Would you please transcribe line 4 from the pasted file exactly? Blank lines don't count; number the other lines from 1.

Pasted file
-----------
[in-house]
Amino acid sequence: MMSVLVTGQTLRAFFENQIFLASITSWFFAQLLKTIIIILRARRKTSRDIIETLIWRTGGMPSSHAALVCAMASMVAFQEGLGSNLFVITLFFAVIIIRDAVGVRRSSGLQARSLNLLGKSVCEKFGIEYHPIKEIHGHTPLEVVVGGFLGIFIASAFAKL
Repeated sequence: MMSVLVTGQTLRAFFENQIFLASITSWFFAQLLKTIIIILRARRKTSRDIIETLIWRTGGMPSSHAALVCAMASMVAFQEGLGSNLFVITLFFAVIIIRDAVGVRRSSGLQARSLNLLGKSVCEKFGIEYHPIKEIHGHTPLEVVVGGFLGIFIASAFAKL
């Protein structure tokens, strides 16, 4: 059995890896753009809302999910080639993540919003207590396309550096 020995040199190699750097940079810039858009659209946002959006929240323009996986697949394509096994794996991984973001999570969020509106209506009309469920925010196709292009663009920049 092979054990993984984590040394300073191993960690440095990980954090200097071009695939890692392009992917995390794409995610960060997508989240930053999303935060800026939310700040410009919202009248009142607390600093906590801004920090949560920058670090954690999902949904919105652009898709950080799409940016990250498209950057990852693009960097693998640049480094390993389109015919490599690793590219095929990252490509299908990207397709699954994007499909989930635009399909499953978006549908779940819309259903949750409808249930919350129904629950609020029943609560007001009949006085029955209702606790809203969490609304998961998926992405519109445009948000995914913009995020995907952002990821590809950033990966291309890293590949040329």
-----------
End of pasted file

């Protein structure tokens, strides 16, 4: 059995890896753009809302999910080639993540919003207590396309550096 020995040199190699750097940079810039858009659209946002959006929240323009996986697949394509096994794996991984973001999570969020509106209506009309469920925010196709292009663009920049 092979054990993984984590040394300073191993960690440095990980954090200097071009695939890692392009992917995390794409995610960060997508989240930053999303935060800026939310700040410009919202009248009142607390600093906590801004920090949560920058670090954690999902949904919105652009898709950080799409940016990250498209950057990852693009960097693998640049480094390993389109015919490599690793590219095929990252490509299908990207397709699954994007499909989930635009399909499953978006549908779940819309259903949750409808249930919350129904629950609020029943609560007001009949006085029955209702606790809203969490609304998961998926992405519109445009948000995914913009995020995907952002990821590809950033990966291309890293590949040329």